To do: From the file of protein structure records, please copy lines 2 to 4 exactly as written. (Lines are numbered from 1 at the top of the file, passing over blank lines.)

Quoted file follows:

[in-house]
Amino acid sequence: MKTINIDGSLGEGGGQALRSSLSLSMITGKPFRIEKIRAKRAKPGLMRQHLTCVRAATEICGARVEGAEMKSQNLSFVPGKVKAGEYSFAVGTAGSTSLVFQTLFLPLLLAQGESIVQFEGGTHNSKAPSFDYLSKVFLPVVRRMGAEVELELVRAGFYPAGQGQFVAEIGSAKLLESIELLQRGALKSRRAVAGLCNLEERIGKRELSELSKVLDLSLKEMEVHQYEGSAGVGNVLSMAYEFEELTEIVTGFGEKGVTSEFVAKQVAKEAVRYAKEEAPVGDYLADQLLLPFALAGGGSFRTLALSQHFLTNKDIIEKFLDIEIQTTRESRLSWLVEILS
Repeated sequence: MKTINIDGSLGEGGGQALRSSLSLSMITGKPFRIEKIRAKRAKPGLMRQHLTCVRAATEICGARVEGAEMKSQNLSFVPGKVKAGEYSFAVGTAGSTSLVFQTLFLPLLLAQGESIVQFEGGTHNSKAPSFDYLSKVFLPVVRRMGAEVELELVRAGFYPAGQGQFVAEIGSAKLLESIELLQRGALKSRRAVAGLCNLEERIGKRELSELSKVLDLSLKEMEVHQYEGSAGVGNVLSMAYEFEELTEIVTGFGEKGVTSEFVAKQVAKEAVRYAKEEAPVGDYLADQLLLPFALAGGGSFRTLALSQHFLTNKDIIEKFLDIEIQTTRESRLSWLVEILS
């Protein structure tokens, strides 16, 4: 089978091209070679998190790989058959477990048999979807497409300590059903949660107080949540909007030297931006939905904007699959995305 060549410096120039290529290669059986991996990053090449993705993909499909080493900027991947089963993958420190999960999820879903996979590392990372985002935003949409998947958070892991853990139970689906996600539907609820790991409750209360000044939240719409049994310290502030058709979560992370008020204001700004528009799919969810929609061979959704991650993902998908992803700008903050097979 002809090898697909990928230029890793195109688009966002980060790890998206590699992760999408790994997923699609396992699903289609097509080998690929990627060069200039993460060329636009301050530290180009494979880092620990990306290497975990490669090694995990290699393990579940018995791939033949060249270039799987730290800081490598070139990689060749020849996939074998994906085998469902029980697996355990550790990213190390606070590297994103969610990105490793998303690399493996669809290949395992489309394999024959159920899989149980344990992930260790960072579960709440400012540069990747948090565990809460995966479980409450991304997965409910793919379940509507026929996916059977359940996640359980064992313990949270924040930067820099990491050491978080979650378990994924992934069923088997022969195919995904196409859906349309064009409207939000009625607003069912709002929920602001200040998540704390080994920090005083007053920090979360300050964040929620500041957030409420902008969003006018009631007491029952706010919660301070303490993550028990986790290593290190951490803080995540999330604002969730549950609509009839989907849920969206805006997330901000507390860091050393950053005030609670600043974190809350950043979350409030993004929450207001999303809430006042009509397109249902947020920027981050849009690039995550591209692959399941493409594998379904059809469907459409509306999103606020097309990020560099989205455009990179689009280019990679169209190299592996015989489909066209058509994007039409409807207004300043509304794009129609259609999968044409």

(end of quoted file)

Amino acid sequence: MKTINIDGSLGEGGGQALRSSLSLSMITGKPFRIEKIRAKRAKPGLMRQHLTCVRAATEICGARVEGAEMKSQNLSFVPGKVKAGEYSFAVGTAGSTSLVFQTLFLPLLLAQGESIVQFEGGTHNSKAPSFDYLSKVFLPVVRRMGAEVELELVRAGFYPAGQGQFVAEIGSAKLLESIELLQRGALKSRRAVAGLCNLEERIGKRELSELSKVLDLSLKEMEVHQYEGSAGVGNVLSMAYEFEELTEIVTGFGEKGVTSEFVAKQVAKEAVRYAKEEAPVGDYLADQLLLPFALAGGGSFRTLALSQHFLTNKDIIEKFLDIEIQTTRESRLSWLVEILS
Repeated sequence: MKTINIDGSLGEGGGQALRSSLSLSMITGKPFRIEKIRAKRAKPGLMRQHLTCVRAATEICGARVEGAEMKSQNLSFVPGKVKAGEYSFAVGTAGSTSLVFQTLFLPLLLAQGESIVQFEGGTHNSKAPSFDYLSKVFLPVVRRMGAEVELELVRAGFYPAGQGQFVAEIGSAKLLESIELLQRGALKSRRAVAGLCNLEERIGKRELSELSKVLDLSLKEMEVHQYEGSAGVGNVLSMAYEFEELTEIVTGFGEKGVTSEFVAKQVAKEAVRYAKEEAPVGDYLADQLLLPFALAGGGSFRTLALSQHFLTNKDIIEKFLDIEIQTTRESRLSWLVEILS
């Protein structure tokens, strides 16, 4: 089978091209070679998190790989058959477990048999979807497409300590059903949660107080949540909007030297931006939905904007699959995305 060549410096120039290529290669059986991996990053090449993705993909499909080493900027991947089963993958420190999960999820879903996979590392990372985002935003949409998947958070892991853990139970689906996600539907609820790991409750209360000044939240719409049994310290502030058709979560992370008020204001700004528009799919969810929609061979959704991650993902998908992803700008903050097979 002809090898697909990928230029890793195109688009966002980060790890998206590699992760999408790994997923699609396992699903289609097509080998690929990627060069200039993460060329636009301050530290180009494979880092620990990306290497975990490669090694995990290699393990579940018995791939033949060249270039799987730290800081490598070139990689060749020849996939074998994906085998469902029980697996355990550790990213190390606070590297994103969610990105490793998303690399493996669809290949395992489309394999024959159920899989149980344990992930260790960072579960709440400012540069990747948090565990809460995966479980409450991304997965409910793919379940509507026929996916059977359940996640359980064992313990949270924040930067820099990491050491978080979650378990994924992934069923088997022969195919995904196409859906349309064009409207939000009625607003069912709002929920602001200040998540704390080994920090005083007053920090979360300050964040929620500041957030409420902008969003006018009631007491029952706010919660301070303490993550028990986790290593290190951490803080995540999330604002969730549950609509009839989907849920969206805006997330901000507390860091050393950053005030609670600043974190809350950043979350409030993004929450207001999303809430006042009509397109249902947020920027981050849009690039995550591209692959399941493409594998379904059809469907459409509306999103606020097309990020560099989205455009990179689009280019990679169209190299592996015989489909066209058509994007039409409807207004300043509304794009129609259609999968044409």